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Several analysts are negative about McDonald's (NYSE:MCD), citing European problems, but this is not really the case. Other companies in different sectors like St. Jude Medical (NYSE:STJ), Baxter (NYSE:BAX), or Medtronic (NYSE:MDT) can be more affected and, in this case, European problems are overlooked.

Countries like Greece, Spain, Italy are cutting spending in the healthcare sector. Monti, the Italian PM, already cut 600 millions € in 2012 and 1 Billion in 2013. The system will be unable to buy the more expensive and modern medical supplies and will turn back to the less expensive and oldest products, as stated in a letter written by the CIC (Collegio Italiano dei Chirurghi- Italian Surgeons union) and sent to Monti.

On the other side, MCD is offering low cost meals, potentially taking market shares from more expensive restaurants. In the following picture (click to enlarge), from the company report, we can see the downward trend of the same store sales for MCD in the 3 different areas.

What is remarkable is that in the last year Europe was the least affected area, less than US and APMEA, with a decline a little over 2%, compared to the 6% decline in US and 7% in APMEA. Additionally, most of that decline is caused by a temporary currency impact. So, my conclusion is that European problems are overstated for MCD, and the stock deserves a recession resistant status, showing also some price flexibility.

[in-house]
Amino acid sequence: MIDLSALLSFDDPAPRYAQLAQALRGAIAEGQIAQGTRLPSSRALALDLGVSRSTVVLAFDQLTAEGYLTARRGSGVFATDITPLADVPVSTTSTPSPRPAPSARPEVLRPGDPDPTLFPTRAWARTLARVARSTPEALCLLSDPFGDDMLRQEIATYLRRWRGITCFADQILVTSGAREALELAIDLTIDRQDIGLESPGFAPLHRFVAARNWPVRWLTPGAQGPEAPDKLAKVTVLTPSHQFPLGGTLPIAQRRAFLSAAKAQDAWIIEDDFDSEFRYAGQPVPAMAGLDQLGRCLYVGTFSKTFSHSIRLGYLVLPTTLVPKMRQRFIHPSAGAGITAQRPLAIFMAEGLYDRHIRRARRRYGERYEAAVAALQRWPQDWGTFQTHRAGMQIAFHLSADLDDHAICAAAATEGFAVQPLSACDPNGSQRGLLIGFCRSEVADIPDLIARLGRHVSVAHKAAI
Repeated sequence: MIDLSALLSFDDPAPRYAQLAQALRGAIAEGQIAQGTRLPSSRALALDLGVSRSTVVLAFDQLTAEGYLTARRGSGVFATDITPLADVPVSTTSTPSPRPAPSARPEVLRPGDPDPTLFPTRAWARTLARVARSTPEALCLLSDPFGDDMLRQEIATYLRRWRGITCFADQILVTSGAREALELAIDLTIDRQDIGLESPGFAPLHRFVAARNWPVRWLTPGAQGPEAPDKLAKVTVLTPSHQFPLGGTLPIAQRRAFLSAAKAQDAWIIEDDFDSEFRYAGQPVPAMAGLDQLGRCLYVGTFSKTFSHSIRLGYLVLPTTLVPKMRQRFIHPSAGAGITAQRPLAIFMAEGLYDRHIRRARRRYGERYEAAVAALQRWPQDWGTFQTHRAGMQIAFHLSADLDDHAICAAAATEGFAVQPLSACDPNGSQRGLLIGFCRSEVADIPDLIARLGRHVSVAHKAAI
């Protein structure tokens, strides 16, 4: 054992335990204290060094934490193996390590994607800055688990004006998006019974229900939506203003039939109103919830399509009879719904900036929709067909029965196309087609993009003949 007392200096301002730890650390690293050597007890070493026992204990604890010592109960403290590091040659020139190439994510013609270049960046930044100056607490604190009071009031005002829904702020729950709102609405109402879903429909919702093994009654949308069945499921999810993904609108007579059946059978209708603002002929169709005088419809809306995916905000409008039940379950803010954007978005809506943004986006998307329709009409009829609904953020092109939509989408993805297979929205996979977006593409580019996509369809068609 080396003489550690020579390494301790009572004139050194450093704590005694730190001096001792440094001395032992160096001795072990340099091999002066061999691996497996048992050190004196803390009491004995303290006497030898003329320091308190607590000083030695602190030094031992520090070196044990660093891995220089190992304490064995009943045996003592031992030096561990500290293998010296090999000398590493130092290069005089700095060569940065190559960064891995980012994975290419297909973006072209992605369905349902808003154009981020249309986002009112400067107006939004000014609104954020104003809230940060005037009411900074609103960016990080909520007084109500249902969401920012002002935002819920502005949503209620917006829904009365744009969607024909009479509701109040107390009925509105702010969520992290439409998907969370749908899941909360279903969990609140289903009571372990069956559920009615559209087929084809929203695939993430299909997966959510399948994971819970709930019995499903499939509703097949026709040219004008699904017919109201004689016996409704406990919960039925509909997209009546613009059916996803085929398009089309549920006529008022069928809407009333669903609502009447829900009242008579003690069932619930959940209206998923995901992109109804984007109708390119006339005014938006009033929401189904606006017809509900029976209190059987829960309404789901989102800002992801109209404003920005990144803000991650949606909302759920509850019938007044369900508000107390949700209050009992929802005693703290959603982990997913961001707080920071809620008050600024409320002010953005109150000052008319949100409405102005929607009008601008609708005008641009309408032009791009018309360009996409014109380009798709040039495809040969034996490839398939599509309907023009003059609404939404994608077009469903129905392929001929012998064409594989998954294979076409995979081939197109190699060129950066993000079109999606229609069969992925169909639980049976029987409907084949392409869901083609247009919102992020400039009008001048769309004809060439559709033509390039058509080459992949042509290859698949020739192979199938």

There are problems, of course, like the possible upside in commodity price next year, especially for meat; the anti-American sentiment spread in the APMEA regions by military operations; and some poorly managed restaurants in franchise.

The stock is still in downtrend since the beginning of 2012. However, this downtrend is nearing a strong support level of $80, where the long term uptrend line is situated.

Also the MACD and RSI are showing a bullish divergence.

Actually the PE is 16.8, but with the stock priced at 80, PE is 15, an attractive entry point.

For a complete analysis see the article of Tim Travis: "McDonald's: An Income-Oriented Investor's Dream." Debt level is manageable, as cash flow is 5116M (reported in the company website) versus 4151M of current liabilities. So the 3.5% dividend is safe in the actual conditions.

Recent increased November same store sales gave some upside to the stock Dec.10th, but the downtrend could resume, as there is a resistance line showed in the chart.

My opinion is that the downtrend is ending, if not before year end, most probably next year. With a long term horizon, accumulating the stock in the low $80s looks like a good investment. Also selling 80 to 85 puts is a good strategy.

Source: Misunderstood Effects Of European Recession On Some U.S. Stocks